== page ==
We had no idea. But I began to wonder if price conveyed any important information about the nanny market. All the candidates we spoke with charged about $15 to $18 per hour, which, though standard in our Brooklyn neighborhood, seemed like a bargain when I learned that some nannies charge considerably more than double that rate. Would my son suffer with a midmarket nanny?

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This pampered private school elite can only lead to US decline

From The Guardian UK:

Insulated from any real-world experience, these ‘cotton-wool kids’ are ill-equipped to cope with global competition, Thursday 22 March 2012

I recently attended an event to welcome new parents to a private school in Manhattan. The options presented to the wealthy parents were jaw-dropping: kayaking and skiing for field trips; yoga among dozens of electives; the school gives each kid a new iPad. Parents asked one question after another about the offerings, sounding more as though they were evaluating a luxury vacation than preparing themselves to support their kids to exert themselves in a challenging environment. It was when one student presenter began to enthuse about the availability of the teachers – “You can email them anytime, you can call them anytime, they will always meet with you and help you: they are always there for you!” – that I became really uneasy.

Was that, I wondered, what teachers should be for students?

This school is not at all unusual in Manhattan’s elite private school environment. If anything, it is restrained. A trend in Manhattan’s wealthy private schools, as in major cities across the United States, reproduces this set of delights and more, as each competes to offer affluent parents, who can afford the $40,000 annually that such schools cost, the most fabulous experience for the child. Part of this trend is the excision of any part of the school experience for kids that is, in any way, unpleasant, taxing, scary or boring. I believe that these kids are being put at serious risk by this trend to smooth away any of life’s rough spots, once kids are within private school doors; and that US competitiveness and innovation even are being put at risk by it.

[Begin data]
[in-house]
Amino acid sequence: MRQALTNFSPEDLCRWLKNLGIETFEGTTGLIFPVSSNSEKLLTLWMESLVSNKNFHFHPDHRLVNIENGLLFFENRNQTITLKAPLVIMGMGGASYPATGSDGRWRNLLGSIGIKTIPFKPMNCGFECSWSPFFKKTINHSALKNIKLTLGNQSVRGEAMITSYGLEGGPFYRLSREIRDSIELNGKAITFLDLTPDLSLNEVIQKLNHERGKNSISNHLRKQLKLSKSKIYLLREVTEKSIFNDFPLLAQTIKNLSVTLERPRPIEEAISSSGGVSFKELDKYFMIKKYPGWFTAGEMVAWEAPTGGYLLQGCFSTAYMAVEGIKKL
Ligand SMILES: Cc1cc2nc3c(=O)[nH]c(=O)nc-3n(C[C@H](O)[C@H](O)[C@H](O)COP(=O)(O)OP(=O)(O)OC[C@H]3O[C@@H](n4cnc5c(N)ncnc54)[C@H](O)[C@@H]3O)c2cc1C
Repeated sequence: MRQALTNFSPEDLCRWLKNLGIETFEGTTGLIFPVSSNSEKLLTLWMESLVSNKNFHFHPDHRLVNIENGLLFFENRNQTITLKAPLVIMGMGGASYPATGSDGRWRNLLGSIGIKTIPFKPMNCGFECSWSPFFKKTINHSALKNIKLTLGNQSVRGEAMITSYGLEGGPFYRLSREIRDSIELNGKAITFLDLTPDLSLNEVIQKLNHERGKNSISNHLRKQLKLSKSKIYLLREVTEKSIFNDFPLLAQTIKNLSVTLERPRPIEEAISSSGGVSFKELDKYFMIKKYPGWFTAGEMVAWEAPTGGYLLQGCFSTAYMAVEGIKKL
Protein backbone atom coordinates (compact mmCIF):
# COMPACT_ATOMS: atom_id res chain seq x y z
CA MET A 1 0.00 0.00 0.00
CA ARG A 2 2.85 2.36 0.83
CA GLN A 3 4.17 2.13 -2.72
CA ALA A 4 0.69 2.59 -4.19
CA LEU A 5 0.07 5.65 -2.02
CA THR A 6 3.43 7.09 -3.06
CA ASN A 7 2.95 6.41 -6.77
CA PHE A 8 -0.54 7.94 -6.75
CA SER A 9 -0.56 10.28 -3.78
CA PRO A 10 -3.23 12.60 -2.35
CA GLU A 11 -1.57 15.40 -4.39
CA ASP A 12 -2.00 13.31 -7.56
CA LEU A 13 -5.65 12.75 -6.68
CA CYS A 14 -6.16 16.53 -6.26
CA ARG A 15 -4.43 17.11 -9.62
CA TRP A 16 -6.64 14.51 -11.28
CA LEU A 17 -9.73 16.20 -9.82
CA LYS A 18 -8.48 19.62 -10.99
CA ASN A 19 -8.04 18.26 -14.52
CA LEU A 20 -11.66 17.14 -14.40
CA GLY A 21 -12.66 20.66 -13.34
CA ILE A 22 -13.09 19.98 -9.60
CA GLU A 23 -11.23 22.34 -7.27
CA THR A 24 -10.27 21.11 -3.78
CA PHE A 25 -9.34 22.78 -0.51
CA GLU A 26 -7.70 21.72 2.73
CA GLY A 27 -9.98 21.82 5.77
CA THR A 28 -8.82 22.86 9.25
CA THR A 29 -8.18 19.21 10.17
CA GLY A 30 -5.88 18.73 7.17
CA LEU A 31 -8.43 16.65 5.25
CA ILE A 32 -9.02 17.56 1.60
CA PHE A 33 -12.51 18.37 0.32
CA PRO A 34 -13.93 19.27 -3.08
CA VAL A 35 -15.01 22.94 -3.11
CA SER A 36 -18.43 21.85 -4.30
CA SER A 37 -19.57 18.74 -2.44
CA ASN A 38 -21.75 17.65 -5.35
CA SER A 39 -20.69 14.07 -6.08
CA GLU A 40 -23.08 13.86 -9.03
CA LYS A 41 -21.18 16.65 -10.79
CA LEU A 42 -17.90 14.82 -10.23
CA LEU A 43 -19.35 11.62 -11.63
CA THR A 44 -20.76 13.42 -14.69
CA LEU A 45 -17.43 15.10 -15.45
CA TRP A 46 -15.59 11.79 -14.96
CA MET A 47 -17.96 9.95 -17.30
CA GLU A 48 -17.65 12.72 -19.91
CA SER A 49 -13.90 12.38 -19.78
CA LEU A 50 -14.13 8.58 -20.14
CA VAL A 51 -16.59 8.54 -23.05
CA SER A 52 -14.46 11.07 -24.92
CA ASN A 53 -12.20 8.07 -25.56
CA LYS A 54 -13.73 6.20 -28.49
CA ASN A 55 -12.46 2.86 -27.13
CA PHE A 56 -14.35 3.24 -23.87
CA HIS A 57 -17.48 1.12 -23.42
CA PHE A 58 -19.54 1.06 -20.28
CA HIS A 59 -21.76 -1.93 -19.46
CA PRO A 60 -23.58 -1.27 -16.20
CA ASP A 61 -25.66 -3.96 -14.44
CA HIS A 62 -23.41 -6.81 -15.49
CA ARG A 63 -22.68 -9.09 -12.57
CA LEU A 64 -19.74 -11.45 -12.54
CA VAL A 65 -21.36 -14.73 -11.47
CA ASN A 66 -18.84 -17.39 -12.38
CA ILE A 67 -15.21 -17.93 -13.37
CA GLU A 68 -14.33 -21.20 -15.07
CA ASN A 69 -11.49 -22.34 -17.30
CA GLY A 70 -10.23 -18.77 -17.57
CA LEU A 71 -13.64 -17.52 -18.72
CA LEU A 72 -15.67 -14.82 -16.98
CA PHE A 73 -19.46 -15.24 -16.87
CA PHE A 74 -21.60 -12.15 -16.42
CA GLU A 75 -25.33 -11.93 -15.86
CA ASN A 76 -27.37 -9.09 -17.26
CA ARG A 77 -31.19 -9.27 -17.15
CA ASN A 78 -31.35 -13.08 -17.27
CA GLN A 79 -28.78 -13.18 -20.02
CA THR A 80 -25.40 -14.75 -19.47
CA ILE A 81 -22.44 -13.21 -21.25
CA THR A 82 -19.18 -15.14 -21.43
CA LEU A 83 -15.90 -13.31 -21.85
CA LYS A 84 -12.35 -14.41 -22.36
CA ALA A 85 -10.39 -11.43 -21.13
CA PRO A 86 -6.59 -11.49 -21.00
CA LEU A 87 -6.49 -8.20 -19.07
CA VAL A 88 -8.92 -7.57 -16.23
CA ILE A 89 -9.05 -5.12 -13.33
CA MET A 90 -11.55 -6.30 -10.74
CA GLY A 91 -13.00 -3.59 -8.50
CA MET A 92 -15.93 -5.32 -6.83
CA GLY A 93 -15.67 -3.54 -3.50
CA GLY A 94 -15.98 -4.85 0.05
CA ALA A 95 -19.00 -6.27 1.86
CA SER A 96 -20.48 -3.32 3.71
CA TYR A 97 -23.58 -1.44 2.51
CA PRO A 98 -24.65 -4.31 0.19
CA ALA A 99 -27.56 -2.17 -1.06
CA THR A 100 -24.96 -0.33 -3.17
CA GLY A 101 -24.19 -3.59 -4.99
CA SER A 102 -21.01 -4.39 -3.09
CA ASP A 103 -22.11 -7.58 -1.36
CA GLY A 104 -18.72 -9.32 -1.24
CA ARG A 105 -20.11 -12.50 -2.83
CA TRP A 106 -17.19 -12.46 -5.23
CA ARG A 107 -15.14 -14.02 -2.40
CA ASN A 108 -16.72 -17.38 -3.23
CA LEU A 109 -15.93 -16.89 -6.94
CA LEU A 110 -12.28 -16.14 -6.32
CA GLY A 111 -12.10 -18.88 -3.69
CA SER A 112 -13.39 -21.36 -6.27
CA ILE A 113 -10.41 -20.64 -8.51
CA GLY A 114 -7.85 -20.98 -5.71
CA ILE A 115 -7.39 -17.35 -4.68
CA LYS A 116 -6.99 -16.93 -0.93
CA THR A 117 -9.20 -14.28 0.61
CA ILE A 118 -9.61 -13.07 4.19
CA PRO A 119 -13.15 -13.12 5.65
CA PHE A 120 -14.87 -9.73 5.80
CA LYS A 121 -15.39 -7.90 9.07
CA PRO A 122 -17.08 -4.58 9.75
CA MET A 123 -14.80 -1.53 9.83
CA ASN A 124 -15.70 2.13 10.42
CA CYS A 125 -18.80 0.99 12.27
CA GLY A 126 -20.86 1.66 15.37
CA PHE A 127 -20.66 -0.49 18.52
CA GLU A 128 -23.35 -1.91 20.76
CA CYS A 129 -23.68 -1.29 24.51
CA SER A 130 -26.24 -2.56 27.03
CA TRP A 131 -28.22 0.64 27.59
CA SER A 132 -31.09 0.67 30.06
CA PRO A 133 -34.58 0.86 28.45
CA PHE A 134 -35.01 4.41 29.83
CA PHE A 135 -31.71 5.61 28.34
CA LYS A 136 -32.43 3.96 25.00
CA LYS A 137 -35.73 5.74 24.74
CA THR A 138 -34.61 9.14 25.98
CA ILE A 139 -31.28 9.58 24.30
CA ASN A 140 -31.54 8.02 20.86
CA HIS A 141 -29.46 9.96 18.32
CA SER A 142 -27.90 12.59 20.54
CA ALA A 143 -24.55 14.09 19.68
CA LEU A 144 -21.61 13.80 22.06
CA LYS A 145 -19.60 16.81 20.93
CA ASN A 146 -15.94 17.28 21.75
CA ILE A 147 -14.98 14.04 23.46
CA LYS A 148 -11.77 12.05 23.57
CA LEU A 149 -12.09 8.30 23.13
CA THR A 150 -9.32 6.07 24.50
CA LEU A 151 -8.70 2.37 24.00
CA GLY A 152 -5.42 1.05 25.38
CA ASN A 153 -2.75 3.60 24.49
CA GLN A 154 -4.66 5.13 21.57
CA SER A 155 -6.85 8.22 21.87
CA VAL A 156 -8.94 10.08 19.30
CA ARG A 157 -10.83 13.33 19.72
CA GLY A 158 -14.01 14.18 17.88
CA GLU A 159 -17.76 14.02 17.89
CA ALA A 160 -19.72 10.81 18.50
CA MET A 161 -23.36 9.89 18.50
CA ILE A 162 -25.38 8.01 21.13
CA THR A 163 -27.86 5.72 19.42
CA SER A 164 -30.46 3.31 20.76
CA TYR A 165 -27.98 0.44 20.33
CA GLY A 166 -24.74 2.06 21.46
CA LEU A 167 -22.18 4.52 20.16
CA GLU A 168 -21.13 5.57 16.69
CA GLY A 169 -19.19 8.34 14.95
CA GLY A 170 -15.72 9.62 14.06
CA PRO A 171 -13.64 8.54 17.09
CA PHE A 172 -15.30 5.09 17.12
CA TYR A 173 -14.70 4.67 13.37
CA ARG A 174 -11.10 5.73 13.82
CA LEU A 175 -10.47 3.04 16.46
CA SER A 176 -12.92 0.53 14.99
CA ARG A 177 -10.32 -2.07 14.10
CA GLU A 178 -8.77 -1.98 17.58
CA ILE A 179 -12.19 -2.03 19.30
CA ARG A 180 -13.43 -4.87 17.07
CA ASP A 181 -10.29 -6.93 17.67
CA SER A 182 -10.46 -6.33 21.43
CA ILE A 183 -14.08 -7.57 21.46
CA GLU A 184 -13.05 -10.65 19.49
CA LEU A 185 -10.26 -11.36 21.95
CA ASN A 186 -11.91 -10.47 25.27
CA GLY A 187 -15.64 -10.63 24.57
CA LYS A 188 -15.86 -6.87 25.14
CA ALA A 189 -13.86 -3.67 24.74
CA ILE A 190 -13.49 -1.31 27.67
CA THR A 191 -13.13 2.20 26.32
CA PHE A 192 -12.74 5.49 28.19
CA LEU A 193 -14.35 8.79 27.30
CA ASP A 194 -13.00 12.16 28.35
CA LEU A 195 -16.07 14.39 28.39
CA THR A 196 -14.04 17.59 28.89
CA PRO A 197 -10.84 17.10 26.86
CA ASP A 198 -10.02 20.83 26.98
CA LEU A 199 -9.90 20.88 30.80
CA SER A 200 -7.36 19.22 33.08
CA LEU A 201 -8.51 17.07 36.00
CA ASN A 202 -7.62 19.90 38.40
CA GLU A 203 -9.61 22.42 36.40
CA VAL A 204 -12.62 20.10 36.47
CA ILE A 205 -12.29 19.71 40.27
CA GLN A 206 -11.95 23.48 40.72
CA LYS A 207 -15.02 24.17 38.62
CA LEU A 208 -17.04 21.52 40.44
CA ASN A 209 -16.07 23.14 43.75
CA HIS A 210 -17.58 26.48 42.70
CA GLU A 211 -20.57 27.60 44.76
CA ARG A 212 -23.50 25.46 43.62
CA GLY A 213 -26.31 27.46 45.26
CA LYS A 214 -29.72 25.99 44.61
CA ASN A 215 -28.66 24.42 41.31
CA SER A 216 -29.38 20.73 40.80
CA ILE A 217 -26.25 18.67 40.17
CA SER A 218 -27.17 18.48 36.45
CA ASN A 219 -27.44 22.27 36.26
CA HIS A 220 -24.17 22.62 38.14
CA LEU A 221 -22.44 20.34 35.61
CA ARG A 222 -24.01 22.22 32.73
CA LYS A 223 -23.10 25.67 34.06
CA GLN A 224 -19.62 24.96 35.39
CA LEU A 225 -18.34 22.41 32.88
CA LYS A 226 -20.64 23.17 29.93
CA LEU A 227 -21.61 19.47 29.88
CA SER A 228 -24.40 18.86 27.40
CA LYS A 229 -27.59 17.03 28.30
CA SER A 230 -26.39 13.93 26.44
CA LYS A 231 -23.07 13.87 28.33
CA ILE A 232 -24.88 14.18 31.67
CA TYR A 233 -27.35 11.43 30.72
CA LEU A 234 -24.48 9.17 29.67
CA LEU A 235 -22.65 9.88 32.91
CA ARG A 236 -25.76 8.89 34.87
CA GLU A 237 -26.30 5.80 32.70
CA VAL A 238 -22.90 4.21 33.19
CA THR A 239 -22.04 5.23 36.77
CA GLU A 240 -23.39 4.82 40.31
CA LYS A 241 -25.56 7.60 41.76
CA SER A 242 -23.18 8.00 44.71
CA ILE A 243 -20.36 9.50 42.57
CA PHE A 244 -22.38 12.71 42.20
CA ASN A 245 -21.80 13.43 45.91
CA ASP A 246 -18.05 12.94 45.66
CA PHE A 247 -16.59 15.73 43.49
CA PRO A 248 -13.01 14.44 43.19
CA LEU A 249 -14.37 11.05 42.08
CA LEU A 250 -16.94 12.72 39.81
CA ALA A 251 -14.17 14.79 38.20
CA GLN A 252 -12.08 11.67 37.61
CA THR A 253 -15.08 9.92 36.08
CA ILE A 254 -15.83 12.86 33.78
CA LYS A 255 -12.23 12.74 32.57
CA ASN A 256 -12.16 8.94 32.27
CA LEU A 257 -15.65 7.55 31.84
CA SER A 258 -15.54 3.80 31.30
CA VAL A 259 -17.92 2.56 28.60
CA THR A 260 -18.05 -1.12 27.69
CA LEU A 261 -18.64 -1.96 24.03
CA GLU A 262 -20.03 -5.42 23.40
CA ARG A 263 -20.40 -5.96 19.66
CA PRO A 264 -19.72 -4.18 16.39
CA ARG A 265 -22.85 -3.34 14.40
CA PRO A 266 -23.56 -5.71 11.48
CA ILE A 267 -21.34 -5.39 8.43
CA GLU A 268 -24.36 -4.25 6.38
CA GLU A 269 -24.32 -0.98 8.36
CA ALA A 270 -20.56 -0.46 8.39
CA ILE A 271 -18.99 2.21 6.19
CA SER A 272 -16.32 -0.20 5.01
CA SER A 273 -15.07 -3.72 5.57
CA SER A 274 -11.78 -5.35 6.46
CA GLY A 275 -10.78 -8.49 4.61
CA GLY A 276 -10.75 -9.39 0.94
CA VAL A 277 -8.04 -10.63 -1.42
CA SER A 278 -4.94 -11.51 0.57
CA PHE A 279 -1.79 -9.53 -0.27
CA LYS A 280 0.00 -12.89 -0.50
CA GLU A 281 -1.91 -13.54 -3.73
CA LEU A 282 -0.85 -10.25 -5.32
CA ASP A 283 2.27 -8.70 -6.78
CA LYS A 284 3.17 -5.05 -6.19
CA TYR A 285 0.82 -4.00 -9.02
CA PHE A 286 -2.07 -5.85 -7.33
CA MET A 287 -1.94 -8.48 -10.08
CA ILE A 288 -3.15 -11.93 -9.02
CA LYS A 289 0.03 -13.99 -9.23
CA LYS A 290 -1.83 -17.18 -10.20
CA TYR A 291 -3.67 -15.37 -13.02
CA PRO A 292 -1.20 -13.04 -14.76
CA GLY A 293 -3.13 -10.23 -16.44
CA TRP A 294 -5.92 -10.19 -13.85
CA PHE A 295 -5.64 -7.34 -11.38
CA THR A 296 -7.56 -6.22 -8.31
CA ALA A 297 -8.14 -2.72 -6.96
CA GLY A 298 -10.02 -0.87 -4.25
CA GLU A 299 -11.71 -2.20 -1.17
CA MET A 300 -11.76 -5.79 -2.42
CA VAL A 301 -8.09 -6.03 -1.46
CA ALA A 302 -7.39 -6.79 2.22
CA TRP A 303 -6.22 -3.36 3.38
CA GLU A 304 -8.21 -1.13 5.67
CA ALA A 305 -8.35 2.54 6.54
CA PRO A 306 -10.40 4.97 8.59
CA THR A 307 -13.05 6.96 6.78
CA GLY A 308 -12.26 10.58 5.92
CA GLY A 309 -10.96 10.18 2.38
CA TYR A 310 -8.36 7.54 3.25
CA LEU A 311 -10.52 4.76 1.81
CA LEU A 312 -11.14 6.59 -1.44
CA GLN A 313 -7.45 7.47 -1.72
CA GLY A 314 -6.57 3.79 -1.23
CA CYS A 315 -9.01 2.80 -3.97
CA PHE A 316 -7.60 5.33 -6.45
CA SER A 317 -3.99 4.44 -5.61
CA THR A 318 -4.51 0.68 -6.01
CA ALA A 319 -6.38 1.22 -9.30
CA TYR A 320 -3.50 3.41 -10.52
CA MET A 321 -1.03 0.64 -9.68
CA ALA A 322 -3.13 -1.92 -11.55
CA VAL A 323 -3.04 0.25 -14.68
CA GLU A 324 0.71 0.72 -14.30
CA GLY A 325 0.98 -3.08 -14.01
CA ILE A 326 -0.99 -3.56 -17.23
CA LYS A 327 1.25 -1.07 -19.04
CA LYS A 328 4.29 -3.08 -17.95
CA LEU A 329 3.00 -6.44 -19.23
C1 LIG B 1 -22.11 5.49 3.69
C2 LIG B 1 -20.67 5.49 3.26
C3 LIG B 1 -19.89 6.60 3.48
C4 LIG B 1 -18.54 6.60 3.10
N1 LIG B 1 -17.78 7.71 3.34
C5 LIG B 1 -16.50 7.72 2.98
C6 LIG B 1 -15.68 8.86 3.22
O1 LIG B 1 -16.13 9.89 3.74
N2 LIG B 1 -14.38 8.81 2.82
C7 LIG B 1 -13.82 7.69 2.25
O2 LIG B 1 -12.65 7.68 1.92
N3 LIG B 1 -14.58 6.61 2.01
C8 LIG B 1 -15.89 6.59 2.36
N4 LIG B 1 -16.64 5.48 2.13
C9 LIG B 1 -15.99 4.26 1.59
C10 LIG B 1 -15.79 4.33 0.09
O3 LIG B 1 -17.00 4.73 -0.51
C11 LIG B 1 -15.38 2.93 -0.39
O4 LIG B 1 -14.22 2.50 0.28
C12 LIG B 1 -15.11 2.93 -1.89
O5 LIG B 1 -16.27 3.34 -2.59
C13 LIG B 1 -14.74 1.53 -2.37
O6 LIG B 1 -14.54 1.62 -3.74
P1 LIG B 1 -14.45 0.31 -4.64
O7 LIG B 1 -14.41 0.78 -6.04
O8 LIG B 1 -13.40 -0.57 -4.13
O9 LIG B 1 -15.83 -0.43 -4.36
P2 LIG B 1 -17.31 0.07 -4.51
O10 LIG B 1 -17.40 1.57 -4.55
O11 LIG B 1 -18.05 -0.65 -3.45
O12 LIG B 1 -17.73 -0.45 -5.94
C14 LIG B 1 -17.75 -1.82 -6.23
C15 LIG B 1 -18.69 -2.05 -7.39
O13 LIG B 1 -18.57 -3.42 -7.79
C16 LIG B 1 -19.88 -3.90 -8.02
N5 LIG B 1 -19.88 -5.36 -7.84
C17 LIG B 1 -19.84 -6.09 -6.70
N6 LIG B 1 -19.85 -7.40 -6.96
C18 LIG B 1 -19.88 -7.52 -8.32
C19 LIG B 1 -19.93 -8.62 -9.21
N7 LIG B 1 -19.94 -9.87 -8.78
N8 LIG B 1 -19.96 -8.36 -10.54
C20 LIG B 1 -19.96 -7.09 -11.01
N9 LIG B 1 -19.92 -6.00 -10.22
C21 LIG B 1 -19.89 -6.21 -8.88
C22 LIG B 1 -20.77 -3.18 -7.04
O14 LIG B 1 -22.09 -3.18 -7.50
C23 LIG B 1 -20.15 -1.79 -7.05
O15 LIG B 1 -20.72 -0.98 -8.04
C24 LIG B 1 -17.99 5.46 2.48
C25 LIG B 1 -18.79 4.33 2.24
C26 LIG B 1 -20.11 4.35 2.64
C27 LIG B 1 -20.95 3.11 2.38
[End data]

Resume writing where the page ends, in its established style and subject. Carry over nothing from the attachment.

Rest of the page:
Educators complain that wealthy US parents are increasingly demanding in seeking a massively vibrant, pleasurable and supportive school experience for their kids – one that will get them into Harvard, certainly, but with no negative experiences along the way. Many educators in these schools complain that parents’ – and, increasingly, students’ – attitude to educators is that they are consuming a costly luxury product, and that the teachers work for them; rather than serving as authority figures to the kids, educators at such schools complain that wealthy US parents increasingly expect “service” and “deliverables” from teachers, so won’t brook a poor grade or evaluation, or a difficult experience for their child. This attitude then carries over into colleges that serve wealthy populations. And it does not stop there: the consumerist ethos has trickled down, destructively, into the public school system, too.